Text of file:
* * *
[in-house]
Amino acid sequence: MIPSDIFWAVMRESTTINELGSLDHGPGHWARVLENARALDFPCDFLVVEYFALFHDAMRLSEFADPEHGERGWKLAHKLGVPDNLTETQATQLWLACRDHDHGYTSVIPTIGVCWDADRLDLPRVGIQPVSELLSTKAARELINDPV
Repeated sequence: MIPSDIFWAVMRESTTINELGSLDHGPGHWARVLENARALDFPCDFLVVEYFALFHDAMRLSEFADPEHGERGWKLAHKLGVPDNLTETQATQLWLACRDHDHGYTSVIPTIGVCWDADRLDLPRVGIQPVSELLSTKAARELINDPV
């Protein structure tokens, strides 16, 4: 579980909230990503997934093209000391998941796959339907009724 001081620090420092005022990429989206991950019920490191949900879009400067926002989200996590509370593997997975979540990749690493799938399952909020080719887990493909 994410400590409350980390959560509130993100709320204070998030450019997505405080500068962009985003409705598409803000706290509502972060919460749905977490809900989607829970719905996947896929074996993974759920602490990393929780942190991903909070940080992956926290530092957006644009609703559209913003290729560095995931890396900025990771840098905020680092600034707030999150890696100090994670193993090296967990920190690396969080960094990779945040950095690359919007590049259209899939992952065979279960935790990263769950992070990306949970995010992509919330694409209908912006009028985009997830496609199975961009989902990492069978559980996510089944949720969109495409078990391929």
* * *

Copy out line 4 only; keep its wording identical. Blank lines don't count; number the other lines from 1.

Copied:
């Protein structure tokens, strides 16, 4: 579980909230990503997934093209000391998941796959339907009724 001081620090420092005022990429989206991950019920490191949900879009400067926002989200996590509370593997997975979540990749690493799938399952909020080719887990493909 994410400590409350980390959560509130993100709320204070998030450019997505405080500068962009985003409705598409803000706290509502972060919460749905977490809900989607829970719905996947896929074996993974759920602490990393929780942190991903909070940080992956926290530092957006644009609703559209913003290729560095995931890396900025990771840098905020680092600034707030999150890696100090994670193993090296967990920190690396969080960094990779945040950095690359919007590049259209899939992952065979279960935790990263769950992070990306949970995010992509919330694409209908912006009028985009997830496609199975961009989902990492069978559980996510089944949720969109495409078990391929």